When spray painting glass, it isn’t necessarily essential to use a primer, but light, plentiful layers will ensure a smooth surface. Crackling on glass often results from too much paint being applied in one go, and the top layer drying before the layers below. Glass can be very easy to spray paint, as the surface is already guaranteed to be very smooth.
Similar to plastic, if you’re spray painting a vase, or something that is curved and requires awkward angles to spray paint, crackling can be caused by applying too much paint in one area, due to the use of multiple angles. Again, ensuring that a previous layer, or surface close to the one you want to spray paint, is completely dry before spray painting.
Why does spray paint crackle on second coat?
It is very easy to get crackling on the second coat, or subsequent coatings from thereon if you do not wait for your paint to dry. If you wait too short of a time, what you’ll end up with is wet paint on top of wet paint. This means the paint below the surface is not subject to the same cooling qualities as the paint above, i.e. the external air, which means it won’t dry properly. However, the paint on top is drying perfectly fine, and will do shortly. Overtime, the wet paint beneath the surface will move as it sets, and will crackle the surface.
Getting the Crackle Effect ( On Purpose)
When spray painting automobile surfaces or furniture, you will often want a nice, clean paint job, which means you’ll want to follow all the guidelines above. Hobbyists and homecrafters however, may opt for the crackle finish, to add artistic effect to their piece. Ceramic or glass bowls can look excellent with the crackle design on their surface.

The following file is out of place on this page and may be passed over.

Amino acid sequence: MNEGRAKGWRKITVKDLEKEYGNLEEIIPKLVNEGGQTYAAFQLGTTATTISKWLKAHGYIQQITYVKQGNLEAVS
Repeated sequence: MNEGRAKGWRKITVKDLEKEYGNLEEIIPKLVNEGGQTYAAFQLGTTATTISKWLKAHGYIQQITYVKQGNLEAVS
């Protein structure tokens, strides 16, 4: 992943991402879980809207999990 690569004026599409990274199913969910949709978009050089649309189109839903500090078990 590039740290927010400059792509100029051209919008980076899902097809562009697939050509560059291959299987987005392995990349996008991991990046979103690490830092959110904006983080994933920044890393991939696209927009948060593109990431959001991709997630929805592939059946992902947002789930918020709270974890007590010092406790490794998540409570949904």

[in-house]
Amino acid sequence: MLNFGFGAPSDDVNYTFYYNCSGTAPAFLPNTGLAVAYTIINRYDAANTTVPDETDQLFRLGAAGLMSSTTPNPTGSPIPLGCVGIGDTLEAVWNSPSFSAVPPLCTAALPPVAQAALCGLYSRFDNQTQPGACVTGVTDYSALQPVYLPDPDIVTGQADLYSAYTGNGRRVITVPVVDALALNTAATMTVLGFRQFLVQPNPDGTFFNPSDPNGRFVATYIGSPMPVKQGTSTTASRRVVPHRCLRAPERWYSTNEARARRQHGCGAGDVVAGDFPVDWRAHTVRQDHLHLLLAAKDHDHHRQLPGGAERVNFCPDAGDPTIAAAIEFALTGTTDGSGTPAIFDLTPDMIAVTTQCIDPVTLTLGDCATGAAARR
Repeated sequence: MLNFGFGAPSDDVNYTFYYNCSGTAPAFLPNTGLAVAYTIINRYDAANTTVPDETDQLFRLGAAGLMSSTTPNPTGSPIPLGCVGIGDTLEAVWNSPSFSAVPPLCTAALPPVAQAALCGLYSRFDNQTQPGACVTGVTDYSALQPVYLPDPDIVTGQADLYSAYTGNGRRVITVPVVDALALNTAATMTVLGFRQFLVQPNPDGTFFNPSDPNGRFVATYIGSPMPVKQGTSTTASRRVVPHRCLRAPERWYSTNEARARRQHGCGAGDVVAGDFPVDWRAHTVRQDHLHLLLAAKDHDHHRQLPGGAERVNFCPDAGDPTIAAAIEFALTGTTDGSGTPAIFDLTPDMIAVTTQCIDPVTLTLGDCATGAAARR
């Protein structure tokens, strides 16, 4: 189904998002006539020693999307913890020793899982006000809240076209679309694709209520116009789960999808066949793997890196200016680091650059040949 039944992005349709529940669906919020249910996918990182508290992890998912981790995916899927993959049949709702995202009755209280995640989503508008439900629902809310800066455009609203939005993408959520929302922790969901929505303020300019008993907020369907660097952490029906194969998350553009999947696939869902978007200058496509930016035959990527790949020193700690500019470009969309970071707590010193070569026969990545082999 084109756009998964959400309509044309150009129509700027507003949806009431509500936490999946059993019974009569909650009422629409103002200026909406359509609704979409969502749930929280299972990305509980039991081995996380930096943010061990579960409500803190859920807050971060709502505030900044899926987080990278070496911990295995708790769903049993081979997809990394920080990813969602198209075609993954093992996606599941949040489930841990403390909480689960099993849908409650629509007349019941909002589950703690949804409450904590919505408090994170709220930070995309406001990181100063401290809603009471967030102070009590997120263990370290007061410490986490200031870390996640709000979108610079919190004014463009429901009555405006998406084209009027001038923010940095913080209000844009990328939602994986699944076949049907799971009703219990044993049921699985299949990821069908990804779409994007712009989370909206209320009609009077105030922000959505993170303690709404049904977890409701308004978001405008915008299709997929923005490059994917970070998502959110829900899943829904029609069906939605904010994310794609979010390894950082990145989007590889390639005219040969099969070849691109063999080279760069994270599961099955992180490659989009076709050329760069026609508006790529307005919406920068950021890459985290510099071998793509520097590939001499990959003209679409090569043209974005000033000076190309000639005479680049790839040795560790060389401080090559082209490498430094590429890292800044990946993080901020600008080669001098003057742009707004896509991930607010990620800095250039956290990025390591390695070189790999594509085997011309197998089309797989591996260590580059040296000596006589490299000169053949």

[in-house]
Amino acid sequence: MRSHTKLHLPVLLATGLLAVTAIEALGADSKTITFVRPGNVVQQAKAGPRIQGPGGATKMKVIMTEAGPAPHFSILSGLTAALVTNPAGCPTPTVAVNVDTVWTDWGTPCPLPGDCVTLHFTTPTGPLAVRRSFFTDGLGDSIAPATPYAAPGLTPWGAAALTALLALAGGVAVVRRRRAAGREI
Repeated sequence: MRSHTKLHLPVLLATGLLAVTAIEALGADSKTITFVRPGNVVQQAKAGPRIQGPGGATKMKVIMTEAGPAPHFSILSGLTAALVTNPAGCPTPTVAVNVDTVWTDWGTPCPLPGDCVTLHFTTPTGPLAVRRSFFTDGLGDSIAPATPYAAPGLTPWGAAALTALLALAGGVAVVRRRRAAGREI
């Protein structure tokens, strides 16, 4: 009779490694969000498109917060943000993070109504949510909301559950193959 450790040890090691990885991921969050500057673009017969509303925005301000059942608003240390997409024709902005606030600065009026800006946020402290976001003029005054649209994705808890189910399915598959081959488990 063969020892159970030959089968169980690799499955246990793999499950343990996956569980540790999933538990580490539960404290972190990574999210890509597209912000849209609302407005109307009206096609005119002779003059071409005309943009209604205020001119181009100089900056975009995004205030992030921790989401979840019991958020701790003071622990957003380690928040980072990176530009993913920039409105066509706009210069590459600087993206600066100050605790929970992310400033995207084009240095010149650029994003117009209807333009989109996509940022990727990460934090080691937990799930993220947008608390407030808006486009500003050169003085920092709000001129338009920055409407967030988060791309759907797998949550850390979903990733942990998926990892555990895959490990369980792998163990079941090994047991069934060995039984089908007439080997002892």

How to make spray paint crackle
When purposely achieving a crackle effect, you still want to sand and prime the surface to ensure that the crackle effect looks professional. Despite what has been said previously about light layers of paint, for this type of job you want a thick base coat of spray paint, this will allow large crackling effects that look properly pronounced. You’ll then want to allow it to dry a reasonable amount, but not completely, to allow the crackling to effectively take place.
There are also Special Crackle Effect Paints if you really want to be sure that your project will succeed!
Trial and error of when to effectively apply the crackle spray paint will most likely need to take place, perhaps on a piece of scrap metal previous to the actual job.
Then, a thick layer of crackle spray paint, to have a significant effect of crackling across the surface. More airflow across the surface, using a fan, will allow the parts of the crackling effect to look more fragmented.
Crackle spray paints
There are specific Crackle Effect Spray Paints available, which I heavily advise to use, as it is designed to do the job you want. Crackle lacquer is a good form of spray paint that effectively gets the desired effect, but it is best to play around with a couple different types on scrap metal, as they each have slightly different end results. It can be expensive to use only crackle spray paint for a finish, they can be used in conjunction with other spray paints – do your research of which can be mixed beforehand.